This piece was originally published on James Common’s blog Common By Nature. James asked what influenced me to take an interest in conservation and this is my response:
When I was younger, I would occasionally feel jealous of friends who seemed to travel to the outer reaches of the world. They would head into the classroom after the school holidays with deep tans, photos of themselves bathing in warm seas and glamorous tales of mysterious places I knew nothing about. My holidays were nothing like this. They consisted of midges, anoraks and castle ruins. We never ventured outside of the UK when I was young and you could certainly never call anything we did glamorous.
It might sound boring in comparison, but my upbringing was incredible; outings were exciting and holidays filled with exploration and it is those moments which shaped my entire future.
A lot of our time together as a family involved getting outside and into nature and I have the most wonderful memories of these experiences; collecting shells from the beach and accidentally taking home a tiny crab which I tried to keep alive in the bath; pulling up in the car somewhere that always ‘had to have a view’ in order to eat our sandwiches; building dams out of fallen branches and stones to hop across rivers; devising a book which would contain pressed leaves which would help the world with identification; trying to rescue dead jellyfish stranded on the beach; spending hours staring into the large pond in my parents garden, hunting for newts and dragonfly larvae…to us, the outside world was one big playground and the games were made through imagination.
One of my most prized possessions when I was young was a Michelin ‘Eye Spy’ Nature book; a little spotters guide and checklist. I poured over the photographs, only dreaming what it would be like to spot a fox, tick off a stag beetle from my list or figure out which cloud I was looking at. I loved animals and was fascinated with the sea; its vastness and the activity beneath the waves left me totally enchanted and all of this wonderment came through the trips we took as a family and the books my parents kept in the house. I couldn’t imagine actually seeing any of these natural wonders with my own eyes.
This excitement over the natural world has stayed with me and has influenced my life in so many ways. My love of the sea led me to study Marine Science and take up diving. My love of animals saw me work a zoo keeper for years and take an interest in education. And the realisation that it was wildlife that truly enthralled me led me to trying to educate through words and communication. Although these days I could tick off a large majority of the things in my little Eye Spy book and I have seen things I never thought I would, my tick list has simply gotten longer as I have gotten older and that little girl, getting over excited at the sight of any wildlife, is definitely still in there (except these days her hands are firmly placed around a camera instead of a round the pages of a tiny guide). The things we did as children also help our family retain our bond; we still stare into that same pond counting newts, my brothers were told off only a few years ago in Spain for creating a dam on a beach and clambering up rocks is just a standard day out for us all.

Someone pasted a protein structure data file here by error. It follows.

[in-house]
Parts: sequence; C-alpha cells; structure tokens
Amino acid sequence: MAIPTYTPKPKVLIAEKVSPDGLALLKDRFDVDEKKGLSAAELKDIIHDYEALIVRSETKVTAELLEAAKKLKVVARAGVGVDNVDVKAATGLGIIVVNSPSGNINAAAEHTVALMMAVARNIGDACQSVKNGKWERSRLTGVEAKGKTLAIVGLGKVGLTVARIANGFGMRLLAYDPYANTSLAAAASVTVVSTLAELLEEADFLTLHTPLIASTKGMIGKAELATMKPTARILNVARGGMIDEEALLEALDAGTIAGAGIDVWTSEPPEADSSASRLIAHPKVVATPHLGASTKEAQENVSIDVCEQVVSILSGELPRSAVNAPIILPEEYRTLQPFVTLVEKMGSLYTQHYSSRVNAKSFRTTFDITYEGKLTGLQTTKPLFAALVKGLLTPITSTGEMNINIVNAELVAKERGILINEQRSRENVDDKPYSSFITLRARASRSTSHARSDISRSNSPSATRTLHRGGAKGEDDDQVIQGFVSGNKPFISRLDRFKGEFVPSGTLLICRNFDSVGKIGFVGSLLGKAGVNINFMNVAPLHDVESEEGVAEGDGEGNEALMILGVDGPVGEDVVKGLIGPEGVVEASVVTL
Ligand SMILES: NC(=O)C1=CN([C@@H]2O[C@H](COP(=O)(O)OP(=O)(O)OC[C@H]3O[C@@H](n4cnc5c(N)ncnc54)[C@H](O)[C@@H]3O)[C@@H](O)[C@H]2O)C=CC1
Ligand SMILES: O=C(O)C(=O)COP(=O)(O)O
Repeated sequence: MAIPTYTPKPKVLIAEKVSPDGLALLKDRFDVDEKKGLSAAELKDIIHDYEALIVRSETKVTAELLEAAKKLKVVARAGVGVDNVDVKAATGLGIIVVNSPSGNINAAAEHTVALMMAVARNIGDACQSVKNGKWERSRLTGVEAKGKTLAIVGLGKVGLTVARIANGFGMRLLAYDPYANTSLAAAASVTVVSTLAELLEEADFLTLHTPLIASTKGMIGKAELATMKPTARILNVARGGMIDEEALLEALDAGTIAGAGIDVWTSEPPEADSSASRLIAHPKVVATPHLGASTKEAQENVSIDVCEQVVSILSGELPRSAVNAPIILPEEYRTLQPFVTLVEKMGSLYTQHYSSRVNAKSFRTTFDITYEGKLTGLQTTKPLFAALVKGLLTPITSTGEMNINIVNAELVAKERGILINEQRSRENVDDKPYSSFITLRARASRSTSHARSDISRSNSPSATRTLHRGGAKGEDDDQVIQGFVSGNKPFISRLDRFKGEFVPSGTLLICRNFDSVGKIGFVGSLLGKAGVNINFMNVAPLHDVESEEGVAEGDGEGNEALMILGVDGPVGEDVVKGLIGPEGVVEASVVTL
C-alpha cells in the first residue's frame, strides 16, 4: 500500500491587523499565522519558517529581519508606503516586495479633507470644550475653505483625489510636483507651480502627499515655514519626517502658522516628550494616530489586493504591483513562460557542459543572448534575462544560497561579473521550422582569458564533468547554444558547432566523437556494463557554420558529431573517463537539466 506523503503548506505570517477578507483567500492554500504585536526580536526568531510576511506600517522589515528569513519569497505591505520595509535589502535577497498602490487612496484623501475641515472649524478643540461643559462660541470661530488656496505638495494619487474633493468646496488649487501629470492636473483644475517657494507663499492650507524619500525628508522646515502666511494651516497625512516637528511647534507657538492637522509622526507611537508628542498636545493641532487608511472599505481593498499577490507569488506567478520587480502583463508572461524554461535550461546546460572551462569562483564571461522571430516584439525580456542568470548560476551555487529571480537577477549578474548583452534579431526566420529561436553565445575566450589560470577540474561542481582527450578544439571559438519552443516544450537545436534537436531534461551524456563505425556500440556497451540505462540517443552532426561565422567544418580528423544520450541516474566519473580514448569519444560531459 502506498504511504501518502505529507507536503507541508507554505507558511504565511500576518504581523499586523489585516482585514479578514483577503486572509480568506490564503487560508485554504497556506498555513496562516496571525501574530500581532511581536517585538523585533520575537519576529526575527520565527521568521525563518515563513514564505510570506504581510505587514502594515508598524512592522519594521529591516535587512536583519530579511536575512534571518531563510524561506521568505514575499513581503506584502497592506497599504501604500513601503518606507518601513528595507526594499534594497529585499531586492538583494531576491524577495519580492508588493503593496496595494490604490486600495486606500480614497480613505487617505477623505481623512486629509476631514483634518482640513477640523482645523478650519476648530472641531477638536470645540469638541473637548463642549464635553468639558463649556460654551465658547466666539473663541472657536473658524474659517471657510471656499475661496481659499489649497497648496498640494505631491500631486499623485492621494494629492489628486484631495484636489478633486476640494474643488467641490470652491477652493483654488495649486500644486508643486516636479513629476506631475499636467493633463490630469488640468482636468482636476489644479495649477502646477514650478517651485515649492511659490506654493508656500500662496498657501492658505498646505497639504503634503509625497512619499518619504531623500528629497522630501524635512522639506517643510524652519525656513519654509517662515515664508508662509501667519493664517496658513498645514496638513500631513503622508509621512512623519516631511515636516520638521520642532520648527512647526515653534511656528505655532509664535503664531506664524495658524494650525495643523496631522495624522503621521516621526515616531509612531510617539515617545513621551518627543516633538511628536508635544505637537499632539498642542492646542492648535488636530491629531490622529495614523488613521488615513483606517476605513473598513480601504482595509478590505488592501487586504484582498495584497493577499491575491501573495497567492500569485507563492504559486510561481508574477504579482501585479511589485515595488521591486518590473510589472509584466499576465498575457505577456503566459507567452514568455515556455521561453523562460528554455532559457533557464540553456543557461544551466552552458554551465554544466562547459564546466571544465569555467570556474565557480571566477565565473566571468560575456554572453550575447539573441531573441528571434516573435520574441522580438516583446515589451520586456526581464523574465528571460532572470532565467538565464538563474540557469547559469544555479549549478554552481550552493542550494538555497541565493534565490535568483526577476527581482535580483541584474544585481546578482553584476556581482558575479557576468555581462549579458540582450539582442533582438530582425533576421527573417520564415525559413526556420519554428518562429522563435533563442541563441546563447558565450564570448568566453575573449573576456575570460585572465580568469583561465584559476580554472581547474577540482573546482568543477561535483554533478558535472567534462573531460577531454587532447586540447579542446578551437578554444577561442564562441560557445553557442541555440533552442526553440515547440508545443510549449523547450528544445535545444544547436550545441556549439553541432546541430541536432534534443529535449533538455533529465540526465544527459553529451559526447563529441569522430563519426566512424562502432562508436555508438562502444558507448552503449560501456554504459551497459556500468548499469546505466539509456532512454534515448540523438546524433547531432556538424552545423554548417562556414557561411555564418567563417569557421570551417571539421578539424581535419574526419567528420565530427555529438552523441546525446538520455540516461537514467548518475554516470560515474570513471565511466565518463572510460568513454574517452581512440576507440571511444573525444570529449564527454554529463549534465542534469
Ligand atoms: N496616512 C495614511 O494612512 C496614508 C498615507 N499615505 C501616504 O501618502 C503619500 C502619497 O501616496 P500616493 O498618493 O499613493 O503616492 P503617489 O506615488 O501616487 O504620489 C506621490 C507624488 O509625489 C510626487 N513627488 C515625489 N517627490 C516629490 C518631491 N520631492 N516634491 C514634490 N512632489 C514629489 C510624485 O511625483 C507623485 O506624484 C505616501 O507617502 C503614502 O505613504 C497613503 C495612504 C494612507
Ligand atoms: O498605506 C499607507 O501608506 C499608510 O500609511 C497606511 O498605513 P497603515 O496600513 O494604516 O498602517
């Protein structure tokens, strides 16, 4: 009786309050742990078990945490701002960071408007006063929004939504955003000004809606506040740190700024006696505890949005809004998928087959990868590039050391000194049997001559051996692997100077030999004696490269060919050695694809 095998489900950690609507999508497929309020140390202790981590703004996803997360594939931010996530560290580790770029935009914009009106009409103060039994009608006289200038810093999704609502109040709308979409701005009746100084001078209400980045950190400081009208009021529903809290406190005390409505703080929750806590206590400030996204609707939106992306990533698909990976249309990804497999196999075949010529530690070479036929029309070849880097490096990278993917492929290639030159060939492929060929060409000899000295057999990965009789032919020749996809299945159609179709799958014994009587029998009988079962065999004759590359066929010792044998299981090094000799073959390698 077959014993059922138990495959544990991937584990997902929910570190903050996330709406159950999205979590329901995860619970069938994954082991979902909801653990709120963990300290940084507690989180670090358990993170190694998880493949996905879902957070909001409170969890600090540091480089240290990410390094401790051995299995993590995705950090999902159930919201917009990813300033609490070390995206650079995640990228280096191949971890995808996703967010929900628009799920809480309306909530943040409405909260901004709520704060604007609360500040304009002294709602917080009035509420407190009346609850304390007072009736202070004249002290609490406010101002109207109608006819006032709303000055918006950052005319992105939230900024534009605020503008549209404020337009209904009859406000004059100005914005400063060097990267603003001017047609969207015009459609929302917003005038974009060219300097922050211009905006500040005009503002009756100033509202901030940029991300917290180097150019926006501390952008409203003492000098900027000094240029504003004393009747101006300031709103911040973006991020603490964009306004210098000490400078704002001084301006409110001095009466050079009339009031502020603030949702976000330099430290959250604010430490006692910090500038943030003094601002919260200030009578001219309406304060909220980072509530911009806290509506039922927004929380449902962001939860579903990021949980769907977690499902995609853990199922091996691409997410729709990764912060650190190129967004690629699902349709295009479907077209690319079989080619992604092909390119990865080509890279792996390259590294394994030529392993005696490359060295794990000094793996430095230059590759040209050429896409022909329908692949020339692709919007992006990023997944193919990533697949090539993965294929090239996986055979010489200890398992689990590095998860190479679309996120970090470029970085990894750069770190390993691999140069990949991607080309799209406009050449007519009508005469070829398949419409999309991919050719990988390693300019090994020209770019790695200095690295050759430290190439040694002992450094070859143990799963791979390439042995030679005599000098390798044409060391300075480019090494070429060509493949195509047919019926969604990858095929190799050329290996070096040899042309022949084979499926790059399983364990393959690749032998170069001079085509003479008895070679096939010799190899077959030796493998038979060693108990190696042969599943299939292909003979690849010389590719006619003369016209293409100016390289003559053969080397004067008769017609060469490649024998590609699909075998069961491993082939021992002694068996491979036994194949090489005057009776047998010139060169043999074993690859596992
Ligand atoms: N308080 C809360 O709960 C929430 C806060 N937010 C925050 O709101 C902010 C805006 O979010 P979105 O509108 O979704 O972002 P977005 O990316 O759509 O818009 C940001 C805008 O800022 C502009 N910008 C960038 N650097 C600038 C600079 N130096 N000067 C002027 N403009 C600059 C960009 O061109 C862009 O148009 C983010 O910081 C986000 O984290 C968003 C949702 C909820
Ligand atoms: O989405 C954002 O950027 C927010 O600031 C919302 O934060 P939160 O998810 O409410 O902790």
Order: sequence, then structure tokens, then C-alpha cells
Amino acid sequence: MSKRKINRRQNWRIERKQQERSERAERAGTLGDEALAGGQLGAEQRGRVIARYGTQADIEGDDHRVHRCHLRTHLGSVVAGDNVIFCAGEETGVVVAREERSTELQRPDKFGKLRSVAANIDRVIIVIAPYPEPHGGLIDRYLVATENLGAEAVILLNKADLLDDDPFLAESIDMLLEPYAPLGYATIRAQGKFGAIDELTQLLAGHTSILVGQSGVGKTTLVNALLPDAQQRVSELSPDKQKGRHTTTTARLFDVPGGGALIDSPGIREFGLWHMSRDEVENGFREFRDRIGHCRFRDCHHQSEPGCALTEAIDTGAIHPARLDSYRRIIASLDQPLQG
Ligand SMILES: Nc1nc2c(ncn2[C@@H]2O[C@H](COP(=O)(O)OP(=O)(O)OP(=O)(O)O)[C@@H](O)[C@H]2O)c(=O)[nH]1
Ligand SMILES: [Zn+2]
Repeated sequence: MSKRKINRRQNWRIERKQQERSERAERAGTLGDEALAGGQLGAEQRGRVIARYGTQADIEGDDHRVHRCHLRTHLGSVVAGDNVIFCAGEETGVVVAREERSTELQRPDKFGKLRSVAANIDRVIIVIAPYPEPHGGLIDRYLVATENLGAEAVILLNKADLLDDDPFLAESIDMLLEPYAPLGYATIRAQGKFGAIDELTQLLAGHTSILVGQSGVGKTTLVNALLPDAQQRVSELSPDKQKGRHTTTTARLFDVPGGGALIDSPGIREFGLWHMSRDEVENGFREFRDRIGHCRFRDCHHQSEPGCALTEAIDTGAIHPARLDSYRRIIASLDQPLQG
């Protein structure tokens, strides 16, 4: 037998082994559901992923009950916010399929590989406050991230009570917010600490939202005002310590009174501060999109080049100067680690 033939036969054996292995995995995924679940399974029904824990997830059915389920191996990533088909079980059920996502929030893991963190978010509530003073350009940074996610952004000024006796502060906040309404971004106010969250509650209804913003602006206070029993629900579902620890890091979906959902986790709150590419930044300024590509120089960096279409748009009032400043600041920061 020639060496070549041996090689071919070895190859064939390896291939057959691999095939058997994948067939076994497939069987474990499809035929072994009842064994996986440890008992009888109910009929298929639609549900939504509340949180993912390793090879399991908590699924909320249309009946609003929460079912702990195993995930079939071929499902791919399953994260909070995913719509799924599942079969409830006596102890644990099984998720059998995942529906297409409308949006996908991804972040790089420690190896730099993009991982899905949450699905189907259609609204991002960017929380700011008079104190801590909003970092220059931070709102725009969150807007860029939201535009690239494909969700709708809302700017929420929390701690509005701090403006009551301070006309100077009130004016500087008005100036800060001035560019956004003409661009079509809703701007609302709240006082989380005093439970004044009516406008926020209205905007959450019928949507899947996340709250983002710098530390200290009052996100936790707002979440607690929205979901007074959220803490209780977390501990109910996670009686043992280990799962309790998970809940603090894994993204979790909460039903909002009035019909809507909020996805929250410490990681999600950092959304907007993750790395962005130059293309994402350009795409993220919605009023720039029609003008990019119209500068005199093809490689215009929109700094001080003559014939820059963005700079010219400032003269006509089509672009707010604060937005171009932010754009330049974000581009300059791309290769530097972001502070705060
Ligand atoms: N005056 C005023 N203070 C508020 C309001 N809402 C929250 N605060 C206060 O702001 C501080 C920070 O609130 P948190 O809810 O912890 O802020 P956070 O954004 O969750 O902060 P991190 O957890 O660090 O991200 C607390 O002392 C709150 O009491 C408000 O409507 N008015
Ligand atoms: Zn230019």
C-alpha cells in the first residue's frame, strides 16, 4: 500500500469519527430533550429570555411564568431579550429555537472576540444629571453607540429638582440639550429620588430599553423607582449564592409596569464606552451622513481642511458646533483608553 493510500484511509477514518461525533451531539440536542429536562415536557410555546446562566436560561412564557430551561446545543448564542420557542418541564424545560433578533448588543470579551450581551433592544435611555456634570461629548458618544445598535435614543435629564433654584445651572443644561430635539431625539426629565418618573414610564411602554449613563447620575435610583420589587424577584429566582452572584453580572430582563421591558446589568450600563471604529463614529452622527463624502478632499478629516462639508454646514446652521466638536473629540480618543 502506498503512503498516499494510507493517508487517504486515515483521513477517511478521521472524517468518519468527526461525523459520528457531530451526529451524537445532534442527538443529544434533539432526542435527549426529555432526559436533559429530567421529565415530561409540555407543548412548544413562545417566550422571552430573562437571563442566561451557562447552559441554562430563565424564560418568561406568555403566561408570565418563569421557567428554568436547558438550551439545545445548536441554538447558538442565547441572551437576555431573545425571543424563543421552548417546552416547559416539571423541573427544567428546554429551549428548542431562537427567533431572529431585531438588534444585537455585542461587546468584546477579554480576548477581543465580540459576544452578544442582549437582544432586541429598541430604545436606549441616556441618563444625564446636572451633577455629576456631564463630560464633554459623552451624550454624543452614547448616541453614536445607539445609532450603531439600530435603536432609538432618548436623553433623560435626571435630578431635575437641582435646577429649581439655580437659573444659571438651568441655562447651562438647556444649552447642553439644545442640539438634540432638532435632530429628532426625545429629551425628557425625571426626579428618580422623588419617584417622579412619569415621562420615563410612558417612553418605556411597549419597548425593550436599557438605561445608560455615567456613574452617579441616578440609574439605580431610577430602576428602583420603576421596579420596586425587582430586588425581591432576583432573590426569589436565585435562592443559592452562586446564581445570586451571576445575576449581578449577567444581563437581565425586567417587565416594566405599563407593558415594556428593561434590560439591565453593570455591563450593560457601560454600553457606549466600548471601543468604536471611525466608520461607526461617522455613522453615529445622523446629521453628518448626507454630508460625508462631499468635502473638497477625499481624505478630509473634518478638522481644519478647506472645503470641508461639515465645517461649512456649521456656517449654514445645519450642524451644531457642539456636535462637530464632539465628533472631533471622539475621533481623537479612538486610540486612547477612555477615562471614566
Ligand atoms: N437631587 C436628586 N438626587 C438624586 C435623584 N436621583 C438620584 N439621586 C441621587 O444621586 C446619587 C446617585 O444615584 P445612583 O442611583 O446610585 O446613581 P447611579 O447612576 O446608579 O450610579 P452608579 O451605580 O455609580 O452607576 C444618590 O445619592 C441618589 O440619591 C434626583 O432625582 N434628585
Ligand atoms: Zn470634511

The truth is many children simply don’t get outside enough to experience the natural world as much as they should these days and are often given technology as a substitute. But I implore parents to get their kids outside as often as possible, because when I think of my childhood it’s not the toys I remember, but the day my brother and I swung bags filled with water at each other in the sea, the shells my mother and I found and tried to imagine the creatures that once lived in them and the fossils our family spotted together in the rocks at Lyme Regis. These are the moments that inspire children and shape them into the adults who could be the difference between harming our world and saving it.